Glasstire counts down the top five art events in Texas this week. For last week’s picks, please go here.
1. New Stories: New Futures at Pioneer Tower
August 20 – 21, 2021
Will Rogers Memorial Center (Pioneer Tower, Fort Worth)
From the Arts Council of Fort Worth and AURORA (DFW):
“New Stories: New Futures at Pioneer Tower will include iconic artwork projected onto the 204-foot tall Pioneer Tower by international artists as well as an exhibition on the surrounding grounds by ten local and regional new media artists!
“Fort Worth Public Art, managed by the Arts Council of Fort Worth, is pleased to present new groundbreaking public artworks by internationally acclaimed new media artists Refik Anadol and Quayola. The pair of works have been commissioned by the City of Fort Worth to be projected on all four sides of the historic Pioneer Tower located in Fort Worth’s Cultural District.
“On the same two nights, the Arts Council of Fort Worth and AURORA are presenting an exciting exhibition of new media works by local artists curated by Lauren Cross, Ph.D. on the grounds surrounding the tower. Cross has selected works by new media artists: Nick Bontrager, Ciara Elle Bryant, Angela Faz, Jessica Fuentes, Jeff Gibbons, Jin Ya Huang, Sedrick, and Leticia Huckaby, Raul Rodrigues, and Bernardo Vallarino. The Arts Council of Fort Worth is covering the cost of this exhibition for all visitors.”
2. Third Ward Special
August 11 – September 25, 2021
The Community Artists’ Collective (Houston)
From the organizers:
“Visit Houston’s iconic Third Ward neighborhood through the lenses of six photographers with deep roots in the area at the Community Artists’ Collective’s August exhibit. Third Ward Special, opening August 11, features the works of Marc Furi, Flash Gordon Parks, Rabéa Ballin, Risky Cereal, Brian Ellison and Derrell Boson. The art is inspired by the many facets of the cultural, historic epicenter and is curated by Miles Payne and Marc Newsome.
“The Third Ward, one of Houston’s oldest neighborhoods, is a historically Black community with a neighborhood park originally purchased by former slaves. It is home to Texas Southern University, a historically Black college. The community is considered by some to be the cradle to the city’s civil rights movement. Many Black artists, activists, judges and politicians grew up in the area.
“The Collective, 4101 San Jacinto, Suite 116, is open Thursdays through Saturdays from 12 noon until 5 p.m. and by appointment.”
3. MIRAAA Media Festival
August 21, 2021
McAllen Creative Incubator
“MIRAAA Media Festival is an experimental multimedia festival taking place virtually and in-person on August 21 in McAllen, Texas. Our mission is to empower local artists to explore non-traditional storytelling through collaboration and experimentation with the intention of illuminating under-represented border narratives.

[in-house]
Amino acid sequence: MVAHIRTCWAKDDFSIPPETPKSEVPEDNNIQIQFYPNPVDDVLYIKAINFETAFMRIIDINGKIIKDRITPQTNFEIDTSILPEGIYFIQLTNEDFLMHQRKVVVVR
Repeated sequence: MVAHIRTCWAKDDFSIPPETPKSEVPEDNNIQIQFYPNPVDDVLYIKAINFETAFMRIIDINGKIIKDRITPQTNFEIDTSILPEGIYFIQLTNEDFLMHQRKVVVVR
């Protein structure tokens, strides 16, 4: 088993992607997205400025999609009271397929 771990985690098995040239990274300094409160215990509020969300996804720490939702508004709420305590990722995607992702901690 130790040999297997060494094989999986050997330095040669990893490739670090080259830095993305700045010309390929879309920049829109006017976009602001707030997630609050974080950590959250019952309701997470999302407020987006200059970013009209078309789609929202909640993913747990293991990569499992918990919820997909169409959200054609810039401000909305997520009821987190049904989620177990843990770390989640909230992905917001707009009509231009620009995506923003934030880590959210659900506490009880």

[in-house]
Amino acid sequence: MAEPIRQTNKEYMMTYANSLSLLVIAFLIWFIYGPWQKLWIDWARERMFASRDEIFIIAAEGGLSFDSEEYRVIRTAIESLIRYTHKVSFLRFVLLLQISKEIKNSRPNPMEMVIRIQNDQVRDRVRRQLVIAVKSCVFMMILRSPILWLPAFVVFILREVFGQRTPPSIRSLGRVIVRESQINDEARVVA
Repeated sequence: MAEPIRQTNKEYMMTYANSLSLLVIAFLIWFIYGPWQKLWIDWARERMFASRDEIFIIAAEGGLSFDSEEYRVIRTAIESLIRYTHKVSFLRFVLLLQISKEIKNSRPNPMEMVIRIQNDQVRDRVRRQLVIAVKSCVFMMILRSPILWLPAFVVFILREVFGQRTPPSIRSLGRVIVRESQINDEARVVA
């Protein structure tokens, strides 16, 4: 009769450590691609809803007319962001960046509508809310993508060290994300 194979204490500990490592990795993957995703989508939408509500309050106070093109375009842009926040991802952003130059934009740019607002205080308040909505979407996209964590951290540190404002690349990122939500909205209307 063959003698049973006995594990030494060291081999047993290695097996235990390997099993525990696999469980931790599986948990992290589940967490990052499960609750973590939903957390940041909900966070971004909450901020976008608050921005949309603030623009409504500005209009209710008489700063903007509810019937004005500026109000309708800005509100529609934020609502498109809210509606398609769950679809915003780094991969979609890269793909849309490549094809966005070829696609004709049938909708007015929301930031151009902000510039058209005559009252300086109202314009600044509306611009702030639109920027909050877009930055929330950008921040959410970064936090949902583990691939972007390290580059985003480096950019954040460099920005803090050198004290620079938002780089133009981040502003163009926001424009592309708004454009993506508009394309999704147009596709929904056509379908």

“MIRAAA Media Festival’s mission is to empower RGV artists to explore non-traditional storytelling through collaboration and experimentation with the intention of illuminating under-represented border narratives. Brought to you by the NALAC Arts Border Narrative Grant. MIRAAA Media Fest will take place August 21, 2021 at the McAllen Creative Incubator and will showcase over 20 Rio Grande Valley Artists.
“Featuring work by: Matthew Sustaita, Eduardo Martinez, X3NORM, Jesika Cueta, Alma Montano, Natalia Rocafuerte, Myriah Acosta, C. Díaz, Conny Cavazos, Andres Sanchez, Jorge.png, Hugo Uribe, Monica Lugo, Valley Swerve, Gavi Nati, Monica Varela, Italia, Eric Vasquez, Clarissa Sifuentes, Rawmirez, Rachel Comminos, Antonio Antinori, Alejandra Martinez, Divine Agbeko, Nansi Guevara, Xuan Licerio, Michael Angelo Medina and The Alta Vista Agency.”
4. Raymond Butler: Welcome to Struggleville
June 19 – September 11, 2021
Plush Gallery (Dallas)
From Plush Gallery:
“Born and raised in South Dallas, Raymond Butler’s work focuses on childhood memories of growing up there, filtered through a prism of pop culture references. He finds creative inspiration in the sandwiches he grew up eating as a kid, ‘the food of champions for most kids growing up poor in America,’ as he says. He calls these handmade wooden versions of this childhood menu ‘Sammies,’ and they each have distinct personalities. Cartoonishly anthropomorphized, with bites taken out of their bread ‘faces’ or pulled apart with a melting cheese ‘smile,’ the artist uses these characters to represent the stretching of resources in his youth, as a means of survival. His works mirror the absurd humor, violence, and endless entertainment of the cartoon animations he watched as a means of escape from the harsh realities of life growing up.”
From Welcome to My Homepage Residency:
“ANTI-TOURISM MANIFESTO is an exploration in methods of immediate anti-capitalist anti-tourism, using the body (of a dead cat) to agitate, disrupt, and redirect muralism in Austin, Texas.
“andie flores is a writer, visual and performance artist, and comedian whose work and play are guided by questions of audience, excess, glitches, legacy, experiments of liveness, and performances of online identity. Through self-portraiture, character video experiments and live (in-person and online) performances, her work explores and explodes the complexities of knowing oneself as a racialized body and general clown idiot in multiple layers of time, space, and cultural connectivity.”